It is sixteen months after entry of a judgment of divorce. The mother of the child brought an action to modify the terms of the agreed visitation privileges of the father.

Father filed a counterpetition. For a modification of custody and for court-ordered psychiatric treatments for the child.

The Trial Court denied the father’s petition. The court granted the mother’s request for a reduction in the father’s visitation privileges. The court also denied the father’s petition for rehearing. Father appealed.

The Appellate Court held that the trial court judge did not make a threshold inquiry. Of whether visitation as it existed endangered seriously the child’s physical, mental, moral, or emotional health. That is required by the Marriage and Dissolution of Marriage Act. Therefore, the trial court judge erred in restricting the father’s visitation privileges.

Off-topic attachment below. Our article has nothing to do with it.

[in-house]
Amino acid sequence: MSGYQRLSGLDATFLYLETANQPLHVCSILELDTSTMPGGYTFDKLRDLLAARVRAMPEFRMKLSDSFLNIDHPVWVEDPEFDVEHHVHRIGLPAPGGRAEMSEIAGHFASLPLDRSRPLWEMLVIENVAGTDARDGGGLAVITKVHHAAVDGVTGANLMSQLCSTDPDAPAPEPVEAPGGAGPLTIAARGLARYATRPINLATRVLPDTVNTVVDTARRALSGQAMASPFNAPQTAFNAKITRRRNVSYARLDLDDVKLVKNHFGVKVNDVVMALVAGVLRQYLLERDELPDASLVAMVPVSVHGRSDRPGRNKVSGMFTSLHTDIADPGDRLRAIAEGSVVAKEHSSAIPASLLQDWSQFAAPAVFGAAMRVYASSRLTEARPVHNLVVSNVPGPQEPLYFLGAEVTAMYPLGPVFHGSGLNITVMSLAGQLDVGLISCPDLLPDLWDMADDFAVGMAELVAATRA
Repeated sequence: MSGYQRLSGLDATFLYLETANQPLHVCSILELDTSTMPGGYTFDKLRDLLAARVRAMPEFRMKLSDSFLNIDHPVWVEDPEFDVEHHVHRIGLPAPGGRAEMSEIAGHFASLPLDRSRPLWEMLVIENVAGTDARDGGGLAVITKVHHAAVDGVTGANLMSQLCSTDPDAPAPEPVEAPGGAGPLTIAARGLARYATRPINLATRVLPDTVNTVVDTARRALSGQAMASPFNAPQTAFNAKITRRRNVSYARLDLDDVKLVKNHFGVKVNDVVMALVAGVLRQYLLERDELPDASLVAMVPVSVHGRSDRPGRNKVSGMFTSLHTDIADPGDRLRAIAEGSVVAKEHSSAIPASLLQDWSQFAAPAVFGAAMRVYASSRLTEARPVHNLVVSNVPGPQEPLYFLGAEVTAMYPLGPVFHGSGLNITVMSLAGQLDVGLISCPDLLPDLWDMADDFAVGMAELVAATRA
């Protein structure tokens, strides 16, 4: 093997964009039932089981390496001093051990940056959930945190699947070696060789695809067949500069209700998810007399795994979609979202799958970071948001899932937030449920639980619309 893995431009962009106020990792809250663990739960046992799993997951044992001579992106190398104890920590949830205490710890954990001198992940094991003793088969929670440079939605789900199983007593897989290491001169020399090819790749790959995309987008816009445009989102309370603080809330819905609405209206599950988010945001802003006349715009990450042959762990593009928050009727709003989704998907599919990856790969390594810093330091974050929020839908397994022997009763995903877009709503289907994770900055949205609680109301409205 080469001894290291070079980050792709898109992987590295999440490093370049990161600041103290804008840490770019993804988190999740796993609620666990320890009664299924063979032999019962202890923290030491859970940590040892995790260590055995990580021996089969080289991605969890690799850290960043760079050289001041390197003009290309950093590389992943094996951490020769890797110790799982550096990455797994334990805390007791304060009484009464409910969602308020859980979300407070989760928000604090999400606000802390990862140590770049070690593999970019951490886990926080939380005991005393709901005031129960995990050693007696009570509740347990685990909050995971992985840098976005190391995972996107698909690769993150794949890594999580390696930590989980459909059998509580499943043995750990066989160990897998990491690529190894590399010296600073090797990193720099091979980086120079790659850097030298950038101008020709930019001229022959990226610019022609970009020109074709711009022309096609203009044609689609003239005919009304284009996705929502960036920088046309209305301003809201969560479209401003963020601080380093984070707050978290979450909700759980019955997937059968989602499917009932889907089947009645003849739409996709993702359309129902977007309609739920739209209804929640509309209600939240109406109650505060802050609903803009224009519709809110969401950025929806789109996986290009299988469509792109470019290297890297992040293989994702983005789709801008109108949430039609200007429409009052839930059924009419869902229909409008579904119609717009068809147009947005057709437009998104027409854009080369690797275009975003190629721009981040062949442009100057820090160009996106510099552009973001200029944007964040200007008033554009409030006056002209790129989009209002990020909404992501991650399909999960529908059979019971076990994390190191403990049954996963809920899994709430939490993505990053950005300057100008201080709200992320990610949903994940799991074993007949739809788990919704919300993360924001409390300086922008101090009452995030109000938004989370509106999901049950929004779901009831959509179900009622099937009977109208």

The trial judge here repeatedly stated that he was applying the best interests standard. He did mention considerations of possible detriment to the child caused by the existing visitation arrangements. But, he did not make the explicit threshold finding of serious endangerment which would allow restriction of respondent’s visitation rights.

The question accordingly evolves as to whether the modification imposed by the trial court was a “restriction” of the respondent’s visitation rights. This statutorily requires a higher standard of proof. In this instance, the best interest of the child is a lesser standard for the court to use.

Accordingly, the Appellate Court reversed and remanded with directions to the trial court. To make a finding of whether the previously existing visitation seriously endangered the child. If such a finding is made, the visitation may then be modified in the best interests of the child.

IRMO Solomon, 84 Ill.App.3d 901.

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